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Crane Projects at Lindbergh Schools
(Thank you, Laurie Johnston!)


"We were so pleased to be able to present a check to Operation Migration for $1,550 as our hope is that the Reintroduction Project will continue for years to come until population goals for the Eastern Flock are met!" May, 2007

Laurie Johnston, Gifted Education Specialist in St. Louis Missouri, shares:

Since 2001, the 3rd grade LEAP (Lindbergh Eager Achiever Program) students have been studying migration and seasonal timing. Our primary source of information is the Journey North web program, where our major focus is the Whooping Crane Reintroduction Project. In winter 2007 our 39 students were shocked and saddened to learn of the tragic loss of 17 of the original 18 cranes from the class of 2006. We had a huge class meeting to discuss the tragedy, and the students demanded that we do something, not just talk about how we felt, but actually do something to make a difference.

A Service Learning initiative was launched. The students brainstormed a list of ideas, and four Action Lab groups were born. One group focused on educating others about the cranes and produced a public service announcement DVD that they shared with their home schools to help spread the word. Two groups focused on fundraising, and the fourth group focused on things that could be made and ultimately sold to raise money. In a few weeks, the idea developed into a two-phase effort: one- a cook book compiled and illustrated by all of the students and it would include recipes for both humans and birds; and two- a birdhouse building clinic where families, friends, teachers and students would build birdhouses that would then go home with the students so they could focus on making a difference in their own backyard habitats.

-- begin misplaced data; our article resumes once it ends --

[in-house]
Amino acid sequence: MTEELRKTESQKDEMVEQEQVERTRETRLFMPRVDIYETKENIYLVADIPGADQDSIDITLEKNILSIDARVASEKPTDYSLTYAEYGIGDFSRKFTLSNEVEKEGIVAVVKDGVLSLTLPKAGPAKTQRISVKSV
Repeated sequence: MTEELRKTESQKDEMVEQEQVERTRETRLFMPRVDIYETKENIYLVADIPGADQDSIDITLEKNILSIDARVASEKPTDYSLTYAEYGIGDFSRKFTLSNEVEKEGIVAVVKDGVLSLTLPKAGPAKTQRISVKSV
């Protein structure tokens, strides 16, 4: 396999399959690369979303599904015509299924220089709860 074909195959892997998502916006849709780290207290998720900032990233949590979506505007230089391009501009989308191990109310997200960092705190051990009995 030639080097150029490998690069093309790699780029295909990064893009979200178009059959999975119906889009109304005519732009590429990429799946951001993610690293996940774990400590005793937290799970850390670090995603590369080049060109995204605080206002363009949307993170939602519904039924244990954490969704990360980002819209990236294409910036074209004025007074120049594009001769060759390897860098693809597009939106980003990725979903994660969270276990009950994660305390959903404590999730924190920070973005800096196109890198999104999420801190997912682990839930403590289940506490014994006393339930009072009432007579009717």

As the projects began to take shape, the teaching staff identified three goals for the overall project:

1) To continue to help our students understand that being stewards of the earth means not just taking care of the environment for ourselves, but to do what we can to make sure that this glorious environment and all of its living systems will be here for generations to come.

2) To support and empower our young students as they realize that all people, young and old, can take action and make a difference, whether it is our own backyard habitats or reaching beyond to help an endangered species like the Whooping Crane.

3) To guide our students in developing as global thinkers who are capable of empathy.

Needless to say, both projects were a success, but the recipe book fundraiser brought everyone tremendous pleasure as the first printing of 300 copies was a sellout! Add to that donations from a few more sources, and our donation total came to $1,550! We were so pleased to be able to present a check to Operation Migration for $1,550 as our hope is that the Reintroduction Project will continue for years to come until population goals for the Eastern Flock are met! We applaud all who are an inspiration to the many young stewards of the earth who are just looking for someone to show them the way!

On behalf of my teaching team, our third grade students and me, thank you for helping bring important real-world issues to students everywhere.

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